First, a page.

By Pat Launer
What’s Wrong with this Picture ?, you may ask
Who wrote those Beard/Bard plays, and why?
Young Anne Frank just wants to live
While Atwater ’s Fixin ’ to Die.
Lara’s a siren, but no virago
And she (musically) loves her doctor, Zhivago .
There’s music, there’s singing, there’s snow. There’s blood and death and passion and fury. And a heart-wrenching, irresistible romance. Add in some gorgeous stage pictures (okay, it can’t rival David Lean’s jaw-dropping movie scenery, but what could?). Zhivago has come to a theater near you – the La Jolla Playhouse — as an elaborate, stirring, sentimental and appealing musical. But this world premiere carries on its back a huge legacy. Not only Boris Pasternak’s Nobel Prize-winning 1955 novel. Not only David Lean’s five-time Oscar-winning 1965 film. But the whole history of musical theater. Lucy Simon’s score is not only reminiscent of her own most famous work, The Secret Garden, but also harks back to musicals old and new. The “Wedding Vows” number seems right out of Fiddler, kazatsky and all. And “In This House” is a sad Russian leaving-home song that is the rich man’s “Anatevka.” There’s the lovers’ “Now,” which smacks strongly of Rent’s “No Day Like Today .” And the muscular in-place marching represents the requisite Revolution Rally, redolent of Les Miz. Plus, the set looks more ready for Stomp than Mother Russia.
But there’s also a great deal to lose your heart and give yourself over to. Most of all, the palpable, credible connection between the doctor/poet Yurii Zhivago and the love of his life, attractive and independent Lara Antipova . In the title role, Ivan Hernandez, an alumnus of San Diego State University , who was recently widely praised as a sexy foreman Joe in The Most Happy Fella at New York City Opera, presents a perfect blend of contemplative poet, fiercely committed doctor, anti-war champion of the underdog and torn, heartsick lover. His voice is as robust as his physical presence, and he is compelling in his anguish over loyalty to his wife and overpowering attraction to the irresistible Lara. As that indomitable spirit who bewitches three men, Jessica Burrows has an uncommon beauty, a regal posture, and a stunning soprano. Tom Hewitt (last seen at the Playhouse as the ill-fated Dracula), makes the conniving opportunist, Kamarovsky , an almost sympathetic character. Matt Bogart brings depth and energy to the role of the idealistic revolutionary, Pasha Antipov , who becomes the cynical, murderous Strelnikov during the Revolution.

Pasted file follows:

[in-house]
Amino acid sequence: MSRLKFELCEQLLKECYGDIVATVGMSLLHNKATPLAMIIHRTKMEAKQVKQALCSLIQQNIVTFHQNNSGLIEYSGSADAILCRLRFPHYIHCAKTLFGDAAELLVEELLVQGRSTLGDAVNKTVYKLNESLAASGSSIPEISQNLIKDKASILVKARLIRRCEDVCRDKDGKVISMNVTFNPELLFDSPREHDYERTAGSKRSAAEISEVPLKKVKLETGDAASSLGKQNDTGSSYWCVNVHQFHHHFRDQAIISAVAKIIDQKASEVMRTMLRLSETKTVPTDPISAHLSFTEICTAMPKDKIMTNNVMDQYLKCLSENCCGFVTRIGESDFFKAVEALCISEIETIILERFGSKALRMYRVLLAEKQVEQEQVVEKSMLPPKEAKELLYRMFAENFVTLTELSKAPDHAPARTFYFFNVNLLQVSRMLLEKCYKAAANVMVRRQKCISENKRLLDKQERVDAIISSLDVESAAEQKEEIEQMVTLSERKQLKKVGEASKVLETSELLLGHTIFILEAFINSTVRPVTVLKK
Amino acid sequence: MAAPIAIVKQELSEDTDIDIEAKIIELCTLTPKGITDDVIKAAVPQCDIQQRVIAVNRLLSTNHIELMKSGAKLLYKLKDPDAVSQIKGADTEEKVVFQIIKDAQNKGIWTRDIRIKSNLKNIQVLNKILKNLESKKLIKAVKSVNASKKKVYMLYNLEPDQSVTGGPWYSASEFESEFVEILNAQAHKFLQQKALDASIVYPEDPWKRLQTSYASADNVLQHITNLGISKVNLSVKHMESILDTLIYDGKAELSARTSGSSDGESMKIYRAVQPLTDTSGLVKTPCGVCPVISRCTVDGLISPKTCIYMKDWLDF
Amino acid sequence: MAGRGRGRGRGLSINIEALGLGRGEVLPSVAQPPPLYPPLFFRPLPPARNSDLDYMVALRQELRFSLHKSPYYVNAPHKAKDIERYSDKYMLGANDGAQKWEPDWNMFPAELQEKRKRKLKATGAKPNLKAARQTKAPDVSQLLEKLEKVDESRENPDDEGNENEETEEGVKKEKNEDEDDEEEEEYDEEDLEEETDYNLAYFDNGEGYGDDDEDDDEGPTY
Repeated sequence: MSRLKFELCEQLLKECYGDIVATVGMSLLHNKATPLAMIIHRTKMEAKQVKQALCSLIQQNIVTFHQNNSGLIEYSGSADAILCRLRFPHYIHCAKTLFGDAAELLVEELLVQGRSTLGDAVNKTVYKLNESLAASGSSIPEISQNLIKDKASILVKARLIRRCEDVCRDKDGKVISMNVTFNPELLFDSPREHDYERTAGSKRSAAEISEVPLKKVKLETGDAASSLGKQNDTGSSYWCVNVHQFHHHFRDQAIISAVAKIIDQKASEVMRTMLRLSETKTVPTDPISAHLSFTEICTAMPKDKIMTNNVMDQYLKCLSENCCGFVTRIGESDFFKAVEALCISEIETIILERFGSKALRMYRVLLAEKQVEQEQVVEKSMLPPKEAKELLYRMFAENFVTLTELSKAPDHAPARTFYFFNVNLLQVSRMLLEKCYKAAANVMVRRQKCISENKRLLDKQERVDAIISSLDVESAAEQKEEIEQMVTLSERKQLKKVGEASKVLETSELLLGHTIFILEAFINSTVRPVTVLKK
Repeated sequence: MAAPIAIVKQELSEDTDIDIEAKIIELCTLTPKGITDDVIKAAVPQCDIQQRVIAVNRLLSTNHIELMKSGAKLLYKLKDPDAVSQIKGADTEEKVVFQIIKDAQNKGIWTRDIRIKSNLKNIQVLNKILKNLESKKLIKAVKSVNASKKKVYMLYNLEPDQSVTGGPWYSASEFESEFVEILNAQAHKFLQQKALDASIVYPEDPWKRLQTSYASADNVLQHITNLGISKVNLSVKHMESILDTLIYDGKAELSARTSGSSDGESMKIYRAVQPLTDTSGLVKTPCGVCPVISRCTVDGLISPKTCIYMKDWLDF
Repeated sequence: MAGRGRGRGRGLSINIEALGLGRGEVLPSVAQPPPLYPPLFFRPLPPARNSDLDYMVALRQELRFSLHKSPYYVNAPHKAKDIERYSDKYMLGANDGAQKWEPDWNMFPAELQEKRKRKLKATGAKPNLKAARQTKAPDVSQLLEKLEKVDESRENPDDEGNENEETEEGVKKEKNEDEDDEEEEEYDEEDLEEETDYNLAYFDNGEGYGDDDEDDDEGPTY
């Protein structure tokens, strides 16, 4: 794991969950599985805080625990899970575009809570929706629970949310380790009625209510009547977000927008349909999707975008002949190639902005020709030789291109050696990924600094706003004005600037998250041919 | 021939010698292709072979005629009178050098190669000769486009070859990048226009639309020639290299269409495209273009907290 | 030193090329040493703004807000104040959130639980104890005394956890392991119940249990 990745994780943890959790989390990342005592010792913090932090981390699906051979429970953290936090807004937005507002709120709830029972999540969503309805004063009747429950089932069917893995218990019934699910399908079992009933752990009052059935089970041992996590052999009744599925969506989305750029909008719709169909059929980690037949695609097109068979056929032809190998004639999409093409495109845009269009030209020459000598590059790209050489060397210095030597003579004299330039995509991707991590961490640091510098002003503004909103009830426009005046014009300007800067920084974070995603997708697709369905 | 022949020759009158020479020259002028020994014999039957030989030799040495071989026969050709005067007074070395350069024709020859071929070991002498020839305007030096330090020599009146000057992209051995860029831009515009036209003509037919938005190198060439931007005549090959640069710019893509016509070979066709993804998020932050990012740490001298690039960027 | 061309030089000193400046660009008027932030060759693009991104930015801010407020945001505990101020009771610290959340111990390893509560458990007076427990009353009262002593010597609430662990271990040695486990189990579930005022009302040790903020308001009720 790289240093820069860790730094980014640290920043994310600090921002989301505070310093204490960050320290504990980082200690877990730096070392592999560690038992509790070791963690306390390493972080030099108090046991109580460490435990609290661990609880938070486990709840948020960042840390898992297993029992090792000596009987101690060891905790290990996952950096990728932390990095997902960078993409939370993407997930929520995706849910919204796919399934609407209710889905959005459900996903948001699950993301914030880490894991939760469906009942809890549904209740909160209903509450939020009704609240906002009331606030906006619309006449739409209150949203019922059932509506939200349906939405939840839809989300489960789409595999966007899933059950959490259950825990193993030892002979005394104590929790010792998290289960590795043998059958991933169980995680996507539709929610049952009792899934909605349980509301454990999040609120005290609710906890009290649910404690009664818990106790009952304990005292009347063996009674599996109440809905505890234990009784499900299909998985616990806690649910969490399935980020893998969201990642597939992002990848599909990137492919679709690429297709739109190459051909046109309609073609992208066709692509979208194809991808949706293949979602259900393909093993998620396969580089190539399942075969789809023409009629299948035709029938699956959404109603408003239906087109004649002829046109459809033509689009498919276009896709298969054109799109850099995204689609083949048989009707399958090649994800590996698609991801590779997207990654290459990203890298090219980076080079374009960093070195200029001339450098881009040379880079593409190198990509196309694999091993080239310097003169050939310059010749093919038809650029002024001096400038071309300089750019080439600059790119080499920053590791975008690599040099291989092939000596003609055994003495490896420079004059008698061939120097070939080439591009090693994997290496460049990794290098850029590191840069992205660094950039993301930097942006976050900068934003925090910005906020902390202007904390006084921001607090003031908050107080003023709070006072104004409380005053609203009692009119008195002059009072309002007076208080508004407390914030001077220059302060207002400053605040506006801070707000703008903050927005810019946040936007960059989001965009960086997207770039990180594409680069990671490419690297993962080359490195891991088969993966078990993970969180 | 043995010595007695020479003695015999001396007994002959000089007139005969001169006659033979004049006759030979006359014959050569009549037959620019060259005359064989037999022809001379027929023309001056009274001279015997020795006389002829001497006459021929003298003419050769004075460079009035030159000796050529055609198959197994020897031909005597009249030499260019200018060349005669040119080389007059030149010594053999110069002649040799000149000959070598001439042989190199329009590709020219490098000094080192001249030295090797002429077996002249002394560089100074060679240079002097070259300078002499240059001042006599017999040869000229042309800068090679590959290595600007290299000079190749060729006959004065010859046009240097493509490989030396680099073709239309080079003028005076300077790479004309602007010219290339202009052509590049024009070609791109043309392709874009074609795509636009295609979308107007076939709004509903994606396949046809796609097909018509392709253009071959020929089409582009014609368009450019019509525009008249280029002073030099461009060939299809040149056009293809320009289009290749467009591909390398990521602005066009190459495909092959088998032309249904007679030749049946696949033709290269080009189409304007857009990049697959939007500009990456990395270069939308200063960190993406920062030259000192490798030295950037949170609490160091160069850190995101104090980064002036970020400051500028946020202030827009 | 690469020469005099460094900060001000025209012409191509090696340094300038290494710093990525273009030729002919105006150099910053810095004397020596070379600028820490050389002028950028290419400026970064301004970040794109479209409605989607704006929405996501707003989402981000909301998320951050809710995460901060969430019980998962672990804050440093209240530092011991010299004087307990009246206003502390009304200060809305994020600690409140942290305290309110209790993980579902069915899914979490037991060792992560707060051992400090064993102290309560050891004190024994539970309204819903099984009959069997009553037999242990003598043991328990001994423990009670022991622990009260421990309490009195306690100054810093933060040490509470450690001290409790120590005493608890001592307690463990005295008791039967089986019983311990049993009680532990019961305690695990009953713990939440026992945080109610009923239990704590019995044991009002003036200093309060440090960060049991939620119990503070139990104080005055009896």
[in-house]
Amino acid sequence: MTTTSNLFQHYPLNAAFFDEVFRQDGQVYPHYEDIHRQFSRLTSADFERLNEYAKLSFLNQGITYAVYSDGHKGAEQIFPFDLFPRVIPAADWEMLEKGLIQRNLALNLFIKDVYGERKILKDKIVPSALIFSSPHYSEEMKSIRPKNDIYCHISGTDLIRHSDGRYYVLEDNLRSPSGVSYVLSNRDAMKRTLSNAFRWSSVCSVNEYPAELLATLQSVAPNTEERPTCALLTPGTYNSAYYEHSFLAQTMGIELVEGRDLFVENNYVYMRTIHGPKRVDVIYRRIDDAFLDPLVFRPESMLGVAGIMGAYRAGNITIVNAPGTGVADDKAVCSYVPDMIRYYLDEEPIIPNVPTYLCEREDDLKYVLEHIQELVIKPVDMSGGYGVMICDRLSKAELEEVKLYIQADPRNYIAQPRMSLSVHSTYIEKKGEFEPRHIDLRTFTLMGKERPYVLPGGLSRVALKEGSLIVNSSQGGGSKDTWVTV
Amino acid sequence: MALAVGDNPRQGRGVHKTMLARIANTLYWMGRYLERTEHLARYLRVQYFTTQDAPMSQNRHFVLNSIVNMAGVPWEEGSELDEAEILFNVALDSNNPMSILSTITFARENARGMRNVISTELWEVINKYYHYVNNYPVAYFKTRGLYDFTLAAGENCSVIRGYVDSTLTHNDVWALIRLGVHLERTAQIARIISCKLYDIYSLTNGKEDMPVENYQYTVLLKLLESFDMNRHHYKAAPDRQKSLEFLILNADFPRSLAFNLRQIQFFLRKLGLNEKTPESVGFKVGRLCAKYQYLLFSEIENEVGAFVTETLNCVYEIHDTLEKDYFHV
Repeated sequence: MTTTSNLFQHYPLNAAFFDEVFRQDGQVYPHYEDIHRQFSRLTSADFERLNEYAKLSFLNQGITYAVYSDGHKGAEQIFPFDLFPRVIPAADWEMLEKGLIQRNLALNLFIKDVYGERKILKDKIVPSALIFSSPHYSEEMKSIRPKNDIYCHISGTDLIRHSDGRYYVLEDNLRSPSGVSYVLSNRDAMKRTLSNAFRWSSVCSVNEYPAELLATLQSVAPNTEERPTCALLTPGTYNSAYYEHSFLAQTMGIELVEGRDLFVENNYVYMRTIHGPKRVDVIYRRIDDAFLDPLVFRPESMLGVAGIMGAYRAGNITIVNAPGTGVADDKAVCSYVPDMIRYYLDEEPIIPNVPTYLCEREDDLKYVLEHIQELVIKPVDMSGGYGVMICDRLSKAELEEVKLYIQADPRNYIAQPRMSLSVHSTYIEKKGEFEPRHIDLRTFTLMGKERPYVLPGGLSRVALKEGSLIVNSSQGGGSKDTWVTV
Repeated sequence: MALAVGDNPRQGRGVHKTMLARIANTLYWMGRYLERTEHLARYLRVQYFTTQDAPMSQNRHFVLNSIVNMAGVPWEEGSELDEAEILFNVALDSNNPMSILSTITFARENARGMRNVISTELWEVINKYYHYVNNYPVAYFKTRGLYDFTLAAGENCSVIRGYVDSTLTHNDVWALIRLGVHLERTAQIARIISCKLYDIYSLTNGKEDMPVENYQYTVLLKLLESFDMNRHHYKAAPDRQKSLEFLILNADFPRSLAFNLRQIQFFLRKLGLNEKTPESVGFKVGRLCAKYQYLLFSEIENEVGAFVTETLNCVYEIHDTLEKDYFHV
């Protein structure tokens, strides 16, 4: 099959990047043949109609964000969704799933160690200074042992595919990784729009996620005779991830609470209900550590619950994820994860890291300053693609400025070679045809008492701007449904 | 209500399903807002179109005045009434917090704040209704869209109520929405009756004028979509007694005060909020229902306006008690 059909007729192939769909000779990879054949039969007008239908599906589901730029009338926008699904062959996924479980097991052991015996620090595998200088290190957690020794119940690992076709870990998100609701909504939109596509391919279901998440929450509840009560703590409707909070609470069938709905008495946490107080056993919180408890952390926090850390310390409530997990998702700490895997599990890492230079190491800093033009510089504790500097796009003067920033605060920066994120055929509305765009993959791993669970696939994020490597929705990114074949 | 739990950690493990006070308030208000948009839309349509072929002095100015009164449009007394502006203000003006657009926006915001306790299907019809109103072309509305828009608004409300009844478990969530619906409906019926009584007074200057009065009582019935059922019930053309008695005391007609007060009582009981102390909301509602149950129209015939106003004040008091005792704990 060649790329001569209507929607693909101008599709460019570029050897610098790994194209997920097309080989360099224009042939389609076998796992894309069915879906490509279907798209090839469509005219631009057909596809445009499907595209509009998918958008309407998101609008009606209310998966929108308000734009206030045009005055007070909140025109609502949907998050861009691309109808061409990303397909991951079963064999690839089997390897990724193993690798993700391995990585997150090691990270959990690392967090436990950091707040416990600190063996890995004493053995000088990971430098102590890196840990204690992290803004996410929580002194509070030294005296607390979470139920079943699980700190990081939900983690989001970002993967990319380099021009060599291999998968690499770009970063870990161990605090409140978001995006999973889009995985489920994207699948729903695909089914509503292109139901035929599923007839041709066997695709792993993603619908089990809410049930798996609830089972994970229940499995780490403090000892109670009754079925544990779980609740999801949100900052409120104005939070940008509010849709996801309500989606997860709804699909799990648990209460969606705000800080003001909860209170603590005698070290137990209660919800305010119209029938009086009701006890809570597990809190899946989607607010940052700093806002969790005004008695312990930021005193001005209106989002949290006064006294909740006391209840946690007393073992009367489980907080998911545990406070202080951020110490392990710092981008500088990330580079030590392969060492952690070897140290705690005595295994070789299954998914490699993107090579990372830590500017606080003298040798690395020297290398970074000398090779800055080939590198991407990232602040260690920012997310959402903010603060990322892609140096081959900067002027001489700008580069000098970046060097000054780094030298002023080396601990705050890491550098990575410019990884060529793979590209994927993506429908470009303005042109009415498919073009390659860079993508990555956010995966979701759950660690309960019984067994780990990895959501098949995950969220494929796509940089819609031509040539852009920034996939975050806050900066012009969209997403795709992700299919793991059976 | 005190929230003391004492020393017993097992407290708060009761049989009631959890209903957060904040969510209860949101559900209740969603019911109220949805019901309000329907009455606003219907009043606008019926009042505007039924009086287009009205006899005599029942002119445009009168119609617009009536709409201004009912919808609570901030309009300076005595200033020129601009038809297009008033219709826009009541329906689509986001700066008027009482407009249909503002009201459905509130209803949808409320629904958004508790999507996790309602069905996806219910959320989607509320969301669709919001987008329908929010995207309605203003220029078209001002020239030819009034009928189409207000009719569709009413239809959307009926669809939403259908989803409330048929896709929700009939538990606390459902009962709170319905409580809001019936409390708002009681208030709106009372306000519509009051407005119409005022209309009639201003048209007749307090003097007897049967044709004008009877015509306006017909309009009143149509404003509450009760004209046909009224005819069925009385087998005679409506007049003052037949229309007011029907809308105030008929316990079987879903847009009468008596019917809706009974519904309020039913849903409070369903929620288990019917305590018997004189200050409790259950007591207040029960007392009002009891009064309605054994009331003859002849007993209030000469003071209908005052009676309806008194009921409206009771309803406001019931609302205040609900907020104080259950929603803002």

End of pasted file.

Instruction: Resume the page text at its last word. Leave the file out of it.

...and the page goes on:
The love scenes and songs between Yurii and Lara are poignant and heartrending, but the very strongest scene comes in the second act, when the two women, Zhivago’s wife (solid Rena Strober ) and Lara come face to face at last, and just they can’t manage to hate each other (“It Comes As No Surprise”). The potent male counterpart/counterpoint is the trio of men who adore Lara, singing of their lifelong devotion and aching despair in the touching ballad, “Love Finds You,” with Burrows’ voice soaring above them. Many of Simon’s songs are frankly anthemic , beginning with the show opener, the student revolutionaries’ “Peace, Bread and Love.”